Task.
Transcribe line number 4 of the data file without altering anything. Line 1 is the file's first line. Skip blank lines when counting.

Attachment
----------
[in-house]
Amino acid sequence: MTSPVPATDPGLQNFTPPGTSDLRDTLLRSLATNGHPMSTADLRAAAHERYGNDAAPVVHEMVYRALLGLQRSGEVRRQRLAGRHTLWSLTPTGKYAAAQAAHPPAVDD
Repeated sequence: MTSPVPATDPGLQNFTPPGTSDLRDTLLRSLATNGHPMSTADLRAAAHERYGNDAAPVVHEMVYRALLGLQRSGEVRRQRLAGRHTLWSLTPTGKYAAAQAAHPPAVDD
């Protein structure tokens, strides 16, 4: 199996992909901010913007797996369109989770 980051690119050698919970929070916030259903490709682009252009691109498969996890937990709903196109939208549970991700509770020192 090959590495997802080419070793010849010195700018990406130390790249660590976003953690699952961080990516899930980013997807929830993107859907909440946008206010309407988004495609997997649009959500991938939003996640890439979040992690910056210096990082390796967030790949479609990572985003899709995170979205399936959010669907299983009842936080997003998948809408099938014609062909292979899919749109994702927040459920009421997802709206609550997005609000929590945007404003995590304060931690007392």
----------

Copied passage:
């Protein structure tokens, strides 16, 4: 199996992909901010913007797996369109989770 980051690119050698919970929070916030259903490709682009252009691109498969996890937990709903196109939208549970991700509770020192 090959590495997802080419070793010849010195700018990406130390790249660590976003953690699952961080990516899930980013997807929830993107859907909440946008206010309407988004495609997997649009959500991938939003996640890439979040992690910056210096990082390796967030790949479609990572985003899709995170979205399936959010669907299983009842936080997003998948809408099938014609062909292979899919749109994702927040459920009421997802709206609550997005609000929590945007404003995590304060931690007392």